“America now has a new President and whether you like him or not you have to support him or you will destroy the country”, said Lydon on Virgin Radio the next day. “You’ve got to make things work”.

You’d think John Lydon would have a better understanding of how democracy works, but perhaps the driving force behind punk was actually a desire to let Margaret Thatcher get on with what she was doing. Given that she came to power during that period and remained there long afterwards, maybe it was.

Anyway, what we should be doing is supporting Trump and stop calling him a racist, it seems. “The attitudes that are being pulled on him are stupid and wrong”, Lydon said, returning to the racism theme. “He’s got some serious money issues and business concerns that deeply fascinate all of us but to be smearing him as a racist, this isn’t right, there’s no evidence or proof to that and until there is, I’ll stand up and say that I think that’s wrong”.

He added: “There’s a terrible attitude in left-wing politics – they just feel they have the pomposity and right to just throw these accusations out without any evidence – well don’t because my world requires facts”.

Well sure, it may be hard to prove unequivocally what Donald Trump thinks inside his own head, but there is quite a lot of evidence that you might find a few racist thoughts in there, or – at least – a willingness to exploit other people’s racism. Like, you know, repeatedly accusing the former president of not being American and demanding to see his birth certificate just because he’s black. Or saying that a large proportion of Mexican immigrants to the US are criminals and rapists. Or, I don’t know, attempting to ban Muslims from entering the country.

It’s a sensitive subject for Lydon though, because he too has been accused of racism. “In my past I’ve had that accusation thrown at me willy nilly and it’s a damn hard one to have to listen to and endure – make sure it’s right”, Lydon added. “For the next week and a half the rag-and-bone trade that we call the media is going to be calling me a racist, that’s the tomfoolery of it all. That’s going to be damn upsetting all over again to my grandkids, isn’t it?”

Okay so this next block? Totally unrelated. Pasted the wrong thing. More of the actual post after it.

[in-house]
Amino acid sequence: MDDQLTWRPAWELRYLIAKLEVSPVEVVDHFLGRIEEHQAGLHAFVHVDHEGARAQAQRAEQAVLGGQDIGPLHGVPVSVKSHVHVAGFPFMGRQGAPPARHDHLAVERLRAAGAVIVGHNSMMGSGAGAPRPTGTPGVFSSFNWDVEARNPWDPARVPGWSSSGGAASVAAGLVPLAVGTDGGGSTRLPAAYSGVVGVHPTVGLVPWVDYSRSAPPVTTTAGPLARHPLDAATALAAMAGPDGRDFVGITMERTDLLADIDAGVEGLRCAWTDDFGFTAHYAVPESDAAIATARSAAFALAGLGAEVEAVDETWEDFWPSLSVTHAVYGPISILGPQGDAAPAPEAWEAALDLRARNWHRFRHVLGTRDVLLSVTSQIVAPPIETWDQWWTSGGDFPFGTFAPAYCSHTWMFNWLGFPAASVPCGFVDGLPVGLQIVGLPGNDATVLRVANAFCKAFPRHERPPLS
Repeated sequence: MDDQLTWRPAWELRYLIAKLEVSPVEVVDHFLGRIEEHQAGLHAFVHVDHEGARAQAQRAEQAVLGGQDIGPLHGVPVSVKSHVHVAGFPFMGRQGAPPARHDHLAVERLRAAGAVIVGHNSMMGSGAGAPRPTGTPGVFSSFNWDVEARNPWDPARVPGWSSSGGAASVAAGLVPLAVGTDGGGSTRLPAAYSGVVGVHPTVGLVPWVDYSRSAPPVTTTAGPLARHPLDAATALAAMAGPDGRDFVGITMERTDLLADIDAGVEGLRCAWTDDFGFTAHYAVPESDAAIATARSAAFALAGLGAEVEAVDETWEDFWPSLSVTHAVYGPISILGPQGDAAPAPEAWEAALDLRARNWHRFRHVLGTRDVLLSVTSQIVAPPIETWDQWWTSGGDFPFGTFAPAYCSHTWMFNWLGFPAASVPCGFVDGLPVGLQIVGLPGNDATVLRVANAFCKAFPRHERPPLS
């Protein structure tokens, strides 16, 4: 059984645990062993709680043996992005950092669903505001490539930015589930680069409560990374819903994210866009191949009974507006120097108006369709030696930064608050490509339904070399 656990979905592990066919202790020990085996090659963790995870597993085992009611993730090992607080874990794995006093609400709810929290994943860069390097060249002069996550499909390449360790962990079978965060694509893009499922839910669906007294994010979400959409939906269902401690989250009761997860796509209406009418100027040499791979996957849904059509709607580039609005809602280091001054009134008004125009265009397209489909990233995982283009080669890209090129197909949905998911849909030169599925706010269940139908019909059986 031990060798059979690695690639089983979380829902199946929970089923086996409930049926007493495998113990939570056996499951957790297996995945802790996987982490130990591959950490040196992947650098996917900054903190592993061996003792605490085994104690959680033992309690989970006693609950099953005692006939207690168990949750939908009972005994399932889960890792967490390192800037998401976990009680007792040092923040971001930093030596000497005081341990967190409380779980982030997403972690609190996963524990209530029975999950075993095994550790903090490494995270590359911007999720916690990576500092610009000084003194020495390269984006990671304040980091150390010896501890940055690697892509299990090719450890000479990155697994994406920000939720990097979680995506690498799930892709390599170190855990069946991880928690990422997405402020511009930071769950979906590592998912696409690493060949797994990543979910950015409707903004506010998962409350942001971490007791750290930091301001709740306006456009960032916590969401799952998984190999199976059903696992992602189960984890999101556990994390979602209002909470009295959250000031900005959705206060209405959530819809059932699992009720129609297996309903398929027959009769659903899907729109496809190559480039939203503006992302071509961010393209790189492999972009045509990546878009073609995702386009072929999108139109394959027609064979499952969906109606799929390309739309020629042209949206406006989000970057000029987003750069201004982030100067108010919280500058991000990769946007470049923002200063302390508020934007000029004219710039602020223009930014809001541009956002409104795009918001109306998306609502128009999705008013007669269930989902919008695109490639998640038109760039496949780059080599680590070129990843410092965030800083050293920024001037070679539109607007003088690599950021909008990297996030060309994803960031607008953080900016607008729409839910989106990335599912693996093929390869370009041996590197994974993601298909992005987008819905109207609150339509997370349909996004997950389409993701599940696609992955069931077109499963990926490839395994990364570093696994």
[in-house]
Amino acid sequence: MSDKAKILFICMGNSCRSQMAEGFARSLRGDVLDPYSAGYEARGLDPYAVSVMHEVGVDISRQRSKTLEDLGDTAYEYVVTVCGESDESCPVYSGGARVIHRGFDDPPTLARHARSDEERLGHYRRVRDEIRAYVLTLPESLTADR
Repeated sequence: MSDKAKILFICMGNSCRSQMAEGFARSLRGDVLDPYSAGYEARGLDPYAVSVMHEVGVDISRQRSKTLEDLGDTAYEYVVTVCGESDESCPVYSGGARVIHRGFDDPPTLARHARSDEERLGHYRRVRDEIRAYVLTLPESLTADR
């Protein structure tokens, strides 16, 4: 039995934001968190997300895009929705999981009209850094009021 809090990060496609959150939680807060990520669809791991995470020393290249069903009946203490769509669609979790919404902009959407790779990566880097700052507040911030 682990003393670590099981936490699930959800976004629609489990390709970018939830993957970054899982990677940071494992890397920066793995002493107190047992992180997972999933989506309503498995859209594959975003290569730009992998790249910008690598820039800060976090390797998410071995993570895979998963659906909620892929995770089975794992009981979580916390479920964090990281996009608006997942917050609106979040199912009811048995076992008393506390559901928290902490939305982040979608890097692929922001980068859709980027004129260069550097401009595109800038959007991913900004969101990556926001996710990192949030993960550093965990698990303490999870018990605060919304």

With apologies to John Lydon’s grandchildren, I’ll now have to bring up what prompted that accusation of racism again. Back in 2008, Bloc Party’s Kele Okereke said that he had been assaulted by Lydon’s entourage and told “your problem is your black attitude” at a festival in Spain. This was prompted – according to Okereke – by him asking Lydon if Public Image Ltd would ever get back together. Which they did, the following year, as it happens.

Lydon responded by saying that he felt “very sorry for a man who needs to lie about what was a perfect evening”, suggesting that Okereke had made the whole thing up because he was jealous that Lydon was talking to some Spanish bands.

Of course the allegations in that incident were actually against Lydon’s entourage, rather than the man himself. Though maybe that’s an accusation of racism by association. Because he didn’t distance himself from anything that entourage may have said. You know, a bit like when Donald Trump refused to denounce an endorsement from the former leader of the Ku Klux Klan.

Anyway, all this talk of John Lydon makes me want to go and put some butter on some crusty bread. God save the queen.